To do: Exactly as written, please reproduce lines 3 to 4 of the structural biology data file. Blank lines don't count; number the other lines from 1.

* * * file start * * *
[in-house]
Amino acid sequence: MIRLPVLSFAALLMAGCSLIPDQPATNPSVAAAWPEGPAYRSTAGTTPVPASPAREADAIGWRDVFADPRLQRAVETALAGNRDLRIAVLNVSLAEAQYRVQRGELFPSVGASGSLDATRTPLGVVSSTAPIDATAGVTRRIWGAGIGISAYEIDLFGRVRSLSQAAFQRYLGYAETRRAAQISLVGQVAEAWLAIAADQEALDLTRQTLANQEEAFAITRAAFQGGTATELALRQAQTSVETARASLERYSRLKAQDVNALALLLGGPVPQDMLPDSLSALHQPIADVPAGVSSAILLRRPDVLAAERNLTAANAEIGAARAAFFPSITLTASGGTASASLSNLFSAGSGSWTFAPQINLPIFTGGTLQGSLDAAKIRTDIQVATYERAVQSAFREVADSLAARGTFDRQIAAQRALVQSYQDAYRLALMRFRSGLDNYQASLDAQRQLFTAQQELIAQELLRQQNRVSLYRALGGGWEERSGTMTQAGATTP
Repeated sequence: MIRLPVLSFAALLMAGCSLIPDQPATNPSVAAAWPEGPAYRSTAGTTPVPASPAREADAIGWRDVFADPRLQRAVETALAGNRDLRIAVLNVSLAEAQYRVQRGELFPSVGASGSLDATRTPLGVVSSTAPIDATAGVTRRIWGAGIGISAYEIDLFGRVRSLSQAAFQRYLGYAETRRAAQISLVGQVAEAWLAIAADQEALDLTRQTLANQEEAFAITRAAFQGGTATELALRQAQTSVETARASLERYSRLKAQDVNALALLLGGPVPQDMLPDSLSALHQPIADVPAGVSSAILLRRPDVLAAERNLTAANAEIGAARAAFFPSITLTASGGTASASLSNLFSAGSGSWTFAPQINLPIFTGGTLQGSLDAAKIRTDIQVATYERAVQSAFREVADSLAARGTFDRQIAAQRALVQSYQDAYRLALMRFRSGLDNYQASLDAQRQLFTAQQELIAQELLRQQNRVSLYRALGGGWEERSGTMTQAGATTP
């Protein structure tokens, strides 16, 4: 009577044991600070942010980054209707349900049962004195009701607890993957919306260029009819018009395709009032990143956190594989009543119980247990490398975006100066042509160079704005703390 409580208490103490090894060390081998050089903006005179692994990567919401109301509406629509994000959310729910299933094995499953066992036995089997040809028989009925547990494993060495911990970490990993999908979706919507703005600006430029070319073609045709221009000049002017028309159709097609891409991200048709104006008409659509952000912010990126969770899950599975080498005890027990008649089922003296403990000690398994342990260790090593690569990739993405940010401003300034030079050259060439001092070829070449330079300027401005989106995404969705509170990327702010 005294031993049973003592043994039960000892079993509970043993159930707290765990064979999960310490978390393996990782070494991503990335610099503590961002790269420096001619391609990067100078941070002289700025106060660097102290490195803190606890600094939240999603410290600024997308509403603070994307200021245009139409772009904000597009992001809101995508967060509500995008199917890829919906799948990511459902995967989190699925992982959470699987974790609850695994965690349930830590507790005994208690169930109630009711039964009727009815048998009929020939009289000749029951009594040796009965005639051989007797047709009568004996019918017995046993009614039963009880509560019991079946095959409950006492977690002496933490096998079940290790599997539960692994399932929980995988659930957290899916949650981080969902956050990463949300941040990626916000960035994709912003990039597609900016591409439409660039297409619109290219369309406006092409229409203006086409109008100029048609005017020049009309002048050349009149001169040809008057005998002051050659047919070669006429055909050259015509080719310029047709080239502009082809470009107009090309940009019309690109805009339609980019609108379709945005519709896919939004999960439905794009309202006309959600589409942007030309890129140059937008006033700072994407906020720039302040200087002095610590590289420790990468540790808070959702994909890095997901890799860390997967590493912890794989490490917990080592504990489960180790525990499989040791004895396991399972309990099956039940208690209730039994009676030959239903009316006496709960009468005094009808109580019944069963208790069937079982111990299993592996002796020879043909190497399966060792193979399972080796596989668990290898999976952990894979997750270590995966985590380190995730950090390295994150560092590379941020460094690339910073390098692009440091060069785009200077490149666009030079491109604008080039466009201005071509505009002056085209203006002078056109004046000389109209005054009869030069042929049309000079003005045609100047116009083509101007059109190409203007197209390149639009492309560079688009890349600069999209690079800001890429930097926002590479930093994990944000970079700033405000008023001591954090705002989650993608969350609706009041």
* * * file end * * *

Repeated sequence: MIRLPVLSFAALLMAGCSLIPDQPATNPSVAAAWPEGPAYRSTAGTTPVPASPAREADAIGWRDVFADPRLQRAVETALAGNRDLRIAVLNVSLAEAQYRVQRGELFPSVGASGSLDATRTPLGVVSSTAPIDATAGVTRRIWGAGIGISAYEIDLFGRVRSLSQAAFQRYLGYAETRRAAQISLVGQVAEAWLAIAADQEALDLTRQTLANQEEAFAITRAAFQGGTATELALRQAQTSVETARASLERYSRLKAQDVNALALLLGGPVPQDMLPDSLSALHQPIADVPAGVSSAILLRRPDVLAAERNLTAANAEIGAARAAFFPSITLTASGGTASASLSNLFSAGSGSWTFAPQINLPIFTGGTLQGSLDAAKIRTDIQVATYERAVQSAFREVADSLAARGTFDRQIAAQRALVQSYQDAYRLALMRFRSGLDNYQASLDAQRQLFTAQQELIAQELLRQQNRVSLYRALGGGWEERSGTMTQAGATTP
């Protein structure tokens, strides 16, 4: 009577044991600070942010980054209707349900049962004195009701607890993957919306260029009819018009395709009032990143956190594989009543119980247990490398975006100066042509160079704005703390 409580208490103490090894060390081998050089903006005179692994990567919401109301509406629509994000959310729910299933094995499953066992036995089997040809028989009925547990494993060495911990970490990993999908979706919507703005600006430029070319073609045709221009000049002017028309159709097609891409991200048709104006008409659509952000912010990126969770899950599975080498005890027990008649089922003296403990000690398994342990260790090593690569990739993405940010401003300034030079050259060439001092070829070449330079300027401005989106995404969705509170990327702010 005294031993049973003592043994039960000892079993509970043993159930707290765990064979999960310490978390393996990782070494991503990335610099503590961002790269420096001619391609990067100078941070002289700025106060660097102290490195803190606890600094939240999603410290600024997308509403603070994307200021245009139409772009904000597009992001809101995508967060509500995008199917890829919906799948990511459902995967989190699925992982959470699987974790609850695994965690349930830590507790005994208690169930109630009711039964009727009815048998009929020939009289000749029951009594040796009965005639051989007797047709009568004996019918017995046993009614039963009880509560019991079946095959409950006492977690002496933490096998079940290790599997539960692994399932929980995988659930957290899916949650981080969902956050990463949300941040990626916000960035994709912003990039597609900016591409439409660039297409619109290219369309406006092409229409203006086409109008100029048609005017020049009309002048050349009149001169040809008057005998002051050659047919070669006429055909050259015509080719310029047709080239502009082809470009107009090309940009019309690109805009339609980019609108379709945005519709896919939004999960439905794009309202006309959600589409942007030309890129140059937008006033700072994407906020720039302040200087002095610590590289420790990468540790808070959702994909890095997901890799860390997967590493912890794989490490917990080592504990489960180790525990499989040791004895396991399972309990099956039940208690209730039994009676030959239903009316006496709960009468005094009808109580019944069963208790069937079982111990299993592996002796020879043909190497399966060792193979399972080796596989668990290898999976952990894979997750270590995966985590380190995730950090390295994150560092590379941020460094690339910073390098692009440091060069785009200077490149666009030079491109604008080039466009201005071509505009002056085209203006002078056109004046000389109209005054009869030069042929049309000079003005045609100047116009083509101007059109190409203007197209390149639009492309560079688009890349600069999209690079800001890429930097926002590479930093994990944000970079700033405000008023001591954090705002989650993608969350609706009041």